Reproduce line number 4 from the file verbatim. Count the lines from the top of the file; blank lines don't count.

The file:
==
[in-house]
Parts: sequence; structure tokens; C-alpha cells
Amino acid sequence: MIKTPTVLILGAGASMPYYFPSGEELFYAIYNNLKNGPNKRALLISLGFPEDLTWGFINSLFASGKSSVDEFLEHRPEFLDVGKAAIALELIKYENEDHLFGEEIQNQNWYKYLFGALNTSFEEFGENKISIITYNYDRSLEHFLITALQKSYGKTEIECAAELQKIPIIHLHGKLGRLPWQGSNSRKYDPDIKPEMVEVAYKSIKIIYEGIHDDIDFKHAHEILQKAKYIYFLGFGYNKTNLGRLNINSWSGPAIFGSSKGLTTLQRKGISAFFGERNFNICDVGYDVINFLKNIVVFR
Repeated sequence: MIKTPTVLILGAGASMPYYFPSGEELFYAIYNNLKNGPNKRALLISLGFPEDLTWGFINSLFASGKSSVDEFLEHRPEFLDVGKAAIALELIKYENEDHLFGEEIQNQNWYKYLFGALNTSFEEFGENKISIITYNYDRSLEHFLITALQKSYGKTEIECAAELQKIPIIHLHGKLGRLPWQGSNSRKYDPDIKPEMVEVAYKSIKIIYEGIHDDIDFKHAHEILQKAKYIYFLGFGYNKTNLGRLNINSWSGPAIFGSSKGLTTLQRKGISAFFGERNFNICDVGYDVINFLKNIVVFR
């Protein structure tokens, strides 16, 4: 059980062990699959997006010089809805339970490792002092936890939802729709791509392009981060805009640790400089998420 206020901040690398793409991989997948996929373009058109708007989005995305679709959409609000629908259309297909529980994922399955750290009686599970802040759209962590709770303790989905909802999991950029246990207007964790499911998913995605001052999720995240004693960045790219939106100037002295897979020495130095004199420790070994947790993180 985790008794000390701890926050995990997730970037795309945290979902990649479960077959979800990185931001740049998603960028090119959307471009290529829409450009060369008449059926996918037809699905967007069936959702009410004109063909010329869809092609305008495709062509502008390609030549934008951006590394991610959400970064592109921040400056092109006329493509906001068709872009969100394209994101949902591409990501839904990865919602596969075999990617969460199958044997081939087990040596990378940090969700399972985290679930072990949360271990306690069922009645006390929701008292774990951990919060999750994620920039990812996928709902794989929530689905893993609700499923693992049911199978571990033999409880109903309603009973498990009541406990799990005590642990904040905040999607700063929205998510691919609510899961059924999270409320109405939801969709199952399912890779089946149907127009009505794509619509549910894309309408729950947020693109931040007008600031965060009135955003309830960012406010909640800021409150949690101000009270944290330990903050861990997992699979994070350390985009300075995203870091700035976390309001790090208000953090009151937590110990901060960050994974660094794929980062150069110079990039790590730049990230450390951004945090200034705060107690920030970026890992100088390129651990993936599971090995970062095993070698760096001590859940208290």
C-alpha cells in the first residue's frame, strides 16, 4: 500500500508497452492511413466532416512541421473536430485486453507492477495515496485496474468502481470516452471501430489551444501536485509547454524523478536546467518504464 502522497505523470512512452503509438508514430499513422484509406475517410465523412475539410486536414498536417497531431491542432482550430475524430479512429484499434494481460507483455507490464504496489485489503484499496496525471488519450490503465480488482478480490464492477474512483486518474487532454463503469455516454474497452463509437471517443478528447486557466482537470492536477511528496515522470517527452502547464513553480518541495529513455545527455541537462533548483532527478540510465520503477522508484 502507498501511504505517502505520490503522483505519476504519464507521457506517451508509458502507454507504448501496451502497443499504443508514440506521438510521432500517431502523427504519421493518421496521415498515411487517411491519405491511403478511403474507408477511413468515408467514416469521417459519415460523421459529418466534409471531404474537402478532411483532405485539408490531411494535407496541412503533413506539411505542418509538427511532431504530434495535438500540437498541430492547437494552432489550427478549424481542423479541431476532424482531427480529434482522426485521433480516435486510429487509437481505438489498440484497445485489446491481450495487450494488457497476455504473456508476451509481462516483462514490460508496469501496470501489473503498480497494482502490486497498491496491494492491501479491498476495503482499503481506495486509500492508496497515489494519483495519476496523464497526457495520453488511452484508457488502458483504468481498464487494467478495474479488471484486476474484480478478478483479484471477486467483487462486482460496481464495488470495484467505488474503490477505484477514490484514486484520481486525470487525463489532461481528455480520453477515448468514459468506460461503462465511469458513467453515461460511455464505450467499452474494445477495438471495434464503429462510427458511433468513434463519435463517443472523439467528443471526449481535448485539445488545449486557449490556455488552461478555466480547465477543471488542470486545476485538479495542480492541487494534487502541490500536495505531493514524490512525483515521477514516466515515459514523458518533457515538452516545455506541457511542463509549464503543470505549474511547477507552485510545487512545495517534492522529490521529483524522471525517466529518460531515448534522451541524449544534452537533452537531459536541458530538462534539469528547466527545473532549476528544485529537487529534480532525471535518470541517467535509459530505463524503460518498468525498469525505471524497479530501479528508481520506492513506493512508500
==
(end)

Repeated sequence: MIKTPTVLILGAGASMPYYFPSGEELFYAIYNNLKNGPNKRALLISLGFPEDLTWGFINSLFASGKSSVDEFLEHRPEFLDVGKAAIALELIKYENEDHLFGEEIQNQNWYKYLFGALNTSFEEFGENKISIITYNYDRSLEHFLITALQKSYGKTEIECAAELQKIPIIHLHGKLGRLPWQGSNSRKYDPDIKPEMVEVAYKSIKIIYEGIHDDIDFKHAHEILQKAKYIYFLGFGYNKTNLGRLNINSWSGPAIFGSSKGLTTLQRKGISAFFGERNFNICDVGYDVINFLKNIVVFR